4. I’ve lost for mayor 5 times, state representative 4, Alderperson 1 (against the current mayor), and congress 4 times in two different districts (you don’t have to live in the district to run for it), winning the primary in 2008 in a competitive 5 person race outspent $350,000 to my $15,000, and beat by $1M this past election last year, where I got 20% if the vote on $22,000. I was also third out of 8 in 2012 for state-wide Lieutenant Governor race with 12% state wide on $20,000 where the other top candidates had several hundreds of thousands, all current or past elected officials.
  5. I always said, I’d win the ones I’m meant to win. Wouldn’t it be ironic if this presidential race was it?

Why I keep running, and the advantage of going to Yale and Harvard

  1. At the first function for Congress last year, which was actually the summer of 2017, someone came up to me and asked why I didn’t quit running for stuff since I usually lost. I told him that if he was applying to be my campaign manager, I thought he was going about it the wrong way.
  2. When I got up to give my remarks, I told that story and then something else that I hadn’t really said before. I said that I believed I had some gifts for public service, and if I did, they were God’s gifts and mine to squander if I didn’t use them well. And that I didn’t think she (God gender neutral, but like Helen Reddy at the Grammy’s before your time, nice to give female gender equal attention) would give me these gifts if she didn’t expect me to find a place to use them. So it would be disrespectful to her and to myself to stop trying. As my signature on this email says, I know where I want to go, but I’ll go where god takes me.
  3. So going to elite schools is a mixed blessing. They look good on a Resume, but then you hold yourself to such high standards the rest of your life that half of us are bound not to meet our expectations for ourselves. There’s a book about a Yale graduate called Remembering Denny that I read a review of but didn’t read that seems to have made that point. He killed himself. He was also gay and dealing with that. My friend Tom Schweich, Missouri auditor, also Yale and Harvard Law, took his life in 2015, but that was more complicated.
  4. But for me and maybe others there’s another advantage. If you think you’re smarter than everyone else, I think you’ve missed the point. But as I say, I figure I may not be a lot dumber than everyone else, so if anyone can solve these tough problems, “Why not I?”, and you have a certain confidence to set your vision high and not take “no” for an answer. GBS’s and Robert Kennedy’s, “Some see things that are and ask, ‘Why’. Others dream things that never were and ask, ‘Why not?’”

Transformative Issues, the mannifesto.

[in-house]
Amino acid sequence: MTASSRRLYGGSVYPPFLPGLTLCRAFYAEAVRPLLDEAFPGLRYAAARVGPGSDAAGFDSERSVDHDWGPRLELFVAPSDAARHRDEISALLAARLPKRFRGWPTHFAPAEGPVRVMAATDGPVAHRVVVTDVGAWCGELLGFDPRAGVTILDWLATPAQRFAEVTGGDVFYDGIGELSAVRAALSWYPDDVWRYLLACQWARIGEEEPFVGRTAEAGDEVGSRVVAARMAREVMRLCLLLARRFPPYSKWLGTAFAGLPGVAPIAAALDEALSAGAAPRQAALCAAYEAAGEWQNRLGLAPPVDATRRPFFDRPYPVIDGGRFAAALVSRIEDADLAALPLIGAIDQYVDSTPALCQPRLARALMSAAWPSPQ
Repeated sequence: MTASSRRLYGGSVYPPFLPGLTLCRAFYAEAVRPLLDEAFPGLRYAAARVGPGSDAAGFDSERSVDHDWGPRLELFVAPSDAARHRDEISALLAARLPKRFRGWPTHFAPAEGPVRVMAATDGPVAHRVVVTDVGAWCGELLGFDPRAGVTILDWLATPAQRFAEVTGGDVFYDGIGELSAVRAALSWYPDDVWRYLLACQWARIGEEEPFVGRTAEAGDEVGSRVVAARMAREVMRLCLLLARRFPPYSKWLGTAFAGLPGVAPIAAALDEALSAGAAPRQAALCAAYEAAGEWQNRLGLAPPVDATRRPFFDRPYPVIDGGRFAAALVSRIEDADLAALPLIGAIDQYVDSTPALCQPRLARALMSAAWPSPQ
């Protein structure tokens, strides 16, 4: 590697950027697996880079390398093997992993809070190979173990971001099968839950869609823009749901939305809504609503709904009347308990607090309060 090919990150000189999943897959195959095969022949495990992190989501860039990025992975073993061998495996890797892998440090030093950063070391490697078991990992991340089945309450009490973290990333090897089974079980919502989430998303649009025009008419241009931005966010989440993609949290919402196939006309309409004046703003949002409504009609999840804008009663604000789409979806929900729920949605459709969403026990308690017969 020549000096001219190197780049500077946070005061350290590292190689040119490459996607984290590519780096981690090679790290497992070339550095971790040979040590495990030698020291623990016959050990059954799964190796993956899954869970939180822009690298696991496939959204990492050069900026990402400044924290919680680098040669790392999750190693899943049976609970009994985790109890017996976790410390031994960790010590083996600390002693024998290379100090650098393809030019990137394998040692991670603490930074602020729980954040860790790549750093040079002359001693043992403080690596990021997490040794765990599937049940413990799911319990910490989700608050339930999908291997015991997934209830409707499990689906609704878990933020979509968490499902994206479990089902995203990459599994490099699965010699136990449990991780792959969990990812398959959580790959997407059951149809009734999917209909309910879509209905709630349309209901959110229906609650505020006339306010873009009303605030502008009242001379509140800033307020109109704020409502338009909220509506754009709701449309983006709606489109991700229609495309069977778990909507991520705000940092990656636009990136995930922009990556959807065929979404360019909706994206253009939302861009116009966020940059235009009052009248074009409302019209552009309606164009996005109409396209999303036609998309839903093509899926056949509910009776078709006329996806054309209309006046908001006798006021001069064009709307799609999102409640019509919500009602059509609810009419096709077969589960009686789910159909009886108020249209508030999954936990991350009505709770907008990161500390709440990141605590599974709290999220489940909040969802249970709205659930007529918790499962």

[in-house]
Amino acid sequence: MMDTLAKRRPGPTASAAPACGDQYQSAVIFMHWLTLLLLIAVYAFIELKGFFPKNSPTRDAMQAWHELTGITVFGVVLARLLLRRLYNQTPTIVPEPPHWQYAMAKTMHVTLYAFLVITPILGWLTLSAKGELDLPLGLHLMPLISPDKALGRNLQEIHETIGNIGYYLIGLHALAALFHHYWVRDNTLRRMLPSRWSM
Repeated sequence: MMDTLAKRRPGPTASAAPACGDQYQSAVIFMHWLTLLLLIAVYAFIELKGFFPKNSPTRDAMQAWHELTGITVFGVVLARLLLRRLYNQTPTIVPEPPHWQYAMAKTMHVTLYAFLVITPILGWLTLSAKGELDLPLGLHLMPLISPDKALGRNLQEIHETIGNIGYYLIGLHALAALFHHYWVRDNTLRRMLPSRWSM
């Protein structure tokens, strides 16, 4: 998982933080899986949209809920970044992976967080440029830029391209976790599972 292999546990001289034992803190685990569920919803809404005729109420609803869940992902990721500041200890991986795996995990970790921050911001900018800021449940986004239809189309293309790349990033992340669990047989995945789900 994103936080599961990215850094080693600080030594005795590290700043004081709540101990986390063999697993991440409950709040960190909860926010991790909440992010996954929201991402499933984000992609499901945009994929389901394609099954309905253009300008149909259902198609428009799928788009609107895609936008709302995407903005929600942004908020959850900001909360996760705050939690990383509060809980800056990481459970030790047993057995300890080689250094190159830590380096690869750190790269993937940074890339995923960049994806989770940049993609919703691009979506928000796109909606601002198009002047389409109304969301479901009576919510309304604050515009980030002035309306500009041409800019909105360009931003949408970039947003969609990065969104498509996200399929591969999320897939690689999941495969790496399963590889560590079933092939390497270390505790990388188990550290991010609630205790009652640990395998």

I’m not objective, but I think some of my issues are prescient, transformative, trenchant?, salient, incisive, ingenious?, perspicacious?, and my vocabulary sometimes good, too. And I’m funny, but looks aren’t everything.

  • More than 20 years ago I had the idea of Universal Basic Income even though I didn’t have that name for it. I saw automation coming, as I had read, and Bill Gates was going to own everything, and what were the rest of us going to do? So we tax his income and redistribute it to those without jobs. That’s good for income inequality, too. And now more articles about automation and 40% of the workforce losing their job to automation within a couple decades.
  • I’ve also had the idea on my website, – – , for several elections, that for people displaced by automation or mergers or acquisitions, the company has to give them a fair severance until they become reemployed. 5% of their income of each year of service descending 5% a year. And if they won’t or don’t, then they can’t automate, merge or acquire, because costs seem to outweigh benefits. Do you see any other candidate proposing that?
  • Over 20 years ago during the snail darter and California loggers controversy, I said that god loves snail darters but he loves the loggers who would be put out of business by saving their habitat, too, and if we weren’t prepared to give fair compensation and retraining to the loggers who would be put out of business, then the snail darters shouldn’t let the door hit them in their cute tushies on the way out. Truth be told, I don’t even know what a snail darter is. I should google it now. Snail darter a fish, I thought as much, as it seems to have been in Tennessee not California.
  • So this leads to my views on trade: free trade and good trade deals good are good, but there are always winners and losers, so we should do no trade deals unless we are prepared to compensate the losers with severance and job training, that sort of thing. You see any of the other usual suspects talking about this.
  • I’d like a constitutional amendment cutting the number of congressional districts in half and requiring each district to elect a man and a women. I’m not sure what we’ll do with nonbinary genders. Something good, I’m sure.
  • Abortion is complicated. Let’s not go there. I’m pro-choice but when my Unitarian minister told me 30 years ago abortion was ok the day before the fetus was to be delivered, I knew it was a complicated issue. So somewhere around viability, quickening, detectable fetal heartbeat and detectable brain activity, I get uncomfortable except to save the life of life-threatening health of the mother. The Casey case changed Roe. It’s no longer the third trimester, which the court considered viability. I’m not even sure what the law is now, and when I Google it, either is Google. So the true common ground is safe effective and rare abortions, and affordable and accessible, and especially contraceptive and health information so there are virtually no unplanned pregnancies except rape or incest, as viability gets sooner and sooner. What are we going to do when we can remove a fetus at a month and keep it alive. And if anti-choicers wont work for that common ground, then they’re not against abortion, they’re against sex and need to be called out for the anti-sex sociopaths that they are, as the protagonist in my novel Pink Collar Blue, A Story of Love and Politics [two things they say I may know nothing about],, says. It doesn’t go well. On Amazon for half-price I think, or Kindle. Everyone else who’s running wrote a book. Me, too.